While touring Flag Hill Distillery in Lee, New Hampshire I had the chance to interview their distiller Brian Ferguson.
Everyone in my family owns farms. My mother’s side of the family had a dairy farm. My father got out of dairy farming when I was young, but I still was raised with 100 acres of land, it was still a farm. And he’s very technically savvy, he does machine tools now, has a real good mechanical background. I always wanted to play guitar, he didn’t like that, so the decision he made was to buy me a beer kit. He said anything you make, you can drink, knowing that I’d have to learn chemistry, physics, and I would have to learn technical skills: I learned how to weld, solder. I couldn’t buy this stuff so I had learn how to make it.
It was a really good idea on his part because I got really into it – then he had to reneg on his deal because it turns out once you make the equipment, you can make a lot of beer! So the whole “whatever you make, you can drink” deal had to fall by the wayside really quickly, when I started making 15 to 20 gallons of beer a week. That’s a lot of booze for a 17 year old kid! So then we had a new agreement. Then I really got into making wine. During college, I was writing business plans for breweries. I decided that market was saturated, and wanted to go in a different direction. Distilling was starting to turn the corner in 2001 but by 2006, when I entered college, it was becoming a public thing – people were starting to really know about it.
I got really into whiskey, spirits, vodka, rum. I got lucky and I met Thomas McKenzie in upstate NY. I worked for them for years, and Thomas started teaching me. Worked under Thomas for a couple of years, then moved to Grand Cayman, and I was head of distilling for a spirits company, making rum.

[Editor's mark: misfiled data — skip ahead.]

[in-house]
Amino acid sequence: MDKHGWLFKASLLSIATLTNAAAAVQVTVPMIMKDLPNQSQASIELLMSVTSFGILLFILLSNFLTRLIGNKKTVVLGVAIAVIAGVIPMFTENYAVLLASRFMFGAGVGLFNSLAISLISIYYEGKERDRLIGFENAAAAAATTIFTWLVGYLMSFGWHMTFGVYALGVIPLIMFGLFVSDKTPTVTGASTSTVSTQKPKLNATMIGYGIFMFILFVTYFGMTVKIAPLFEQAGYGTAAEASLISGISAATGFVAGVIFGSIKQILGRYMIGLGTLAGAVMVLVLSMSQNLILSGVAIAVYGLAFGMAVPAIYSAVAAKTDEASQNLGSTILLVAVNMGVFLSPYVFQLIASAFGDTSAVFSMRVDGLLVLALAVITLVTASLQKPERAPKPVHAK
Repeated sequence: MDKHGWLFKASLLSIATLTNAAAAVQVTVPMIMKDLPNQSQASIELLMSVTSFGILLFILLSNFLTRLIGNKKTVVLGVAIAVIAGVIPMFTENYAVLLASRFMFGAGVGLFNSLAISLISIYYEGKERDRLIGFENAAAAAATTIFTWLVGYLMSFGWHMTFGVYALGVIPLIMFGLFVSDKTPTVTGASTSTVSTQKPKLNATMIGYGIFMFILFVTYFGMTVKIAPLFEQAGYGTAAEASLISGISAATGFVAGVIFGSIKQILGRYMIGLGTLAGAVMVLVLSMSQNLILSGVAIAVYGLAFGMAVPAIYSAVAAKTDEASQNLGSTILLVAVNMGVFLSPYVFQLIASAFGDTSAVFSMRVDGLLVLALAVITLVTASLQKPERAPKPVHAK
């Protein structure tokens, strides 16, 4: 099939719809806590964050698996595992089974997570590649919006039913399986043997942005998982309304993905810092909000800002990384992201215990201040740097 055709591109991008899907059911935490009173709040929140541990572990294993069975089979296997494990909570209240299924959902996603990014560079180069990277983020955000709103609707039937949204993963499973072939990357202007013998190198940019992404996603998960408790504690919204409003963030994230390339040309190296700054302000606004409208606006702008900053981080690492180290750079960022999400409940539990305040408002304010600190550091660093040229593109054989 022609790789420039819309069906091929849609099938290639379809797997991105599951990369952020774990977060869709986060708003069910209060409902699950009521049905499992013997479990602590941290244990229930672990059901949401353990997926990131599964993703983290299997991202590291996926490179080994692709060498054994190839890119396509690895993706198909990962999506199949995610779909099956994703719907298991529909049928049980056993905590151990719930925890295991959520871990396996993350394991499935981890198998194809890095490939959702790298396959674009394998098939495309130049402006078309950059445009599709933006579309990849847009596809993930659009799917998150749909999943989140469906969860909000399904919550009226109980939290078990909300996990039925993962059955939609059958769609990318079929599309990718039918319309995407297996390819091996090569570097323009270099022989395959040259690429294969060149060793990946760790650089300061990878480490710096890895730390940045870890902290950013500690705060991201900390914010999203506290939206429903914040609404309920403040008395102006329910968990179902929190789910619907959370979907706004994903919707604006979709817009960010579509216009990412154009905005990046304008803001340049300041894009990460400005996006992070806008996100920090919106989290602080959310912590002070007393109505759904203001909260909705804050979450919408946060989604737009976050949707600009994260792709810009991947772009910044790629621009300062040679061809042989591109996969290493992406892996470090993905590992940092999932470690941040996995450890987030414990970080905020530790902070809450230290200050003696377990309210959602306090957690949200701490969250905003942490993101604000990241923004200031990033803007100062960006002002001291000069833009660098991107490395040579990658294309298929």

When I moved up here to NH the intention wasn’t to buy this place. The intention was to work here for a couple of years and then start a distilling company in Pennsylvania, where there is labor and agriculture – the inputs that you need. That’s a real issue around here. We’re trying to automate, because it’s really tough to find people who want to do agricultural work.
The previous owner that I was working for was looking to retire, and it just all made sense. I bought this place in 2015. But we had started down the path of making whiskey before that. We made a decision: let’s go full-bore whiskey.
Everyone else was into small barrels at the time, which make inferior product. They don’t age faster, but they oak faster. It’s easy to get oak, -simple physics: Heat, pressure, stir. The hard part is patience. Now, there’s no insulation in the rickhouse. The goal is that when it’s 80 degrees F outside then its 90 or 100 degrees inside, and when it’s -20 F outside, it’s -20 F inside. The reason that we do that this barrel is going to age with ebb and flow of the seasons. In New Hampshire this graph of temp vs time looks like a sine wave; this drives the liquid in and out of the wood; that dissolves some of the caramelized sugars, which go into the solution. If you were in the Caribbean the temperature swings would be different, so the resulting aging inside the barrel would be different. There’s a delta T there of 30 degrees, every day. In Scotland it is pretty temperate.
Every place on the globe has its own temperature pattern/regionality. It’s not that it takes longer to age whiskey in Scotland, it’s that it takes longer to get oak. So that’s why we don’t have any insulation in this room: I want this whiskey to taste like Lee, New Hampshire. I could put this same whiskey in two barrels, and put them in two different parts of the globe, and they’re going to make two totally different whiskeys. Not just because of the variables in the barrels, but because of the different climate. We think that somewhere between 12 to 15 years is the right number of years to age whiskey here. Some of the stuff is around 11 to 12 years old back here. We’re going to have an 11 year old brandy release party in the Fall.
Corn and rye are grown right there on the farm, and stored in a silo. More silos will be built soon.
Grains and then stored in these smaller (yet huge capacity) silos right outside the distillery.
Grains flow into here, where water and yeast are added.
Then we have distillation
Next we have more distillation here.
Then aging in oak barrels.